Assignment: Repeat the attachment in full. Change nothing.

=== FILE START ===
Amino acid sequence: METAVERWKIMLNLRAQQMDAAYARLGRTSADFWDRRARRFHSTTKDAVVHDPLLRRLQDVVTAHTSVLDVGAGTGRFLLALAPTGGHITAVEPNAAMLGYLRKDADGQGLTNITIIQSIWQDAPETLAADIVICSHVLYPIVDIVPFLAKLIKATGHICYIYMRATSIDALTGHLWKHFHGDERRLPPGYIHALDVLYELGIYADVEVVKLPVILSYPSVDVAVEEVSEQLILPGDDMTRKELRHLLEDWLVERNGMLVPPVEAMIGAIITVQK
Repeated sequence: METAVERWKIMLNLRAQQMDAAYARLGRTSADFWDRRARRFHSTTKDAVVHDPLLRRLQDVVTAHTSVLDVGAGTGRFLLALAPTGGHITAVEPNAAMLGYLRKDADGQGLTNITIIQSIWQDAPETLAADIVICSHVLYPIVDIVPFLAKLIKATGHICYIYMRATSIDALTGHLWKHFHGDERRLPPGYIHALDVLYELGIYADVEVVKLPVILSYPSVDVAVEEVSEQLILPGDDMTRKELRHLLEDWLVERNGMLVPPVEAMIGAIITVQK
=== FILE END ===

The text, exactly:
Amino acid sequence: METAVERWKIMLNLRAQQMDAAYARLGRTSADFWDRRARRFHSTTKDAVVHDPLLRRLQDVVTAHTSVLDVGAGTGRFLLALAPTGGHITAVEPNAAMLGYLRKDADGQGLTNITIIQSIWQDAPETLAADIVICSHVLYPIVDIVPFLAKLIKATGHICYIYMRATSIDALTGHLWKHFHGDERRLPPGYIHALDVLYELGIYADVEVVKLPVILSYPSVDVAVEEVSEQLILPGDDMTRKELRHLLEDWLVERNGMLVPPVEAMIGAIITVQK
Repeated sequence: METAVERWKIMLNLRAQQMDAAYARLGRTSADFWDRRARRFHSTTKDAVVHDPLLRRLQDVVTAHTSVLDVGAGTGRFLLALAPTGGHITAVEPNAAMLGYLRKDADGQGLTNITIIQSIWQDAPETLAADIVICSHVLYPIVDIVPFLAKLIKATGHICYIYMRATSIDALTGHLWKHFHGDERRLPPGYIHALDVLYELGIYADVEVVKLPVILSYPSVDVAVEEVSEQLILPGDDMTRKELRHLLEDWLVERNGMLVPPVEAMIGAIITVQK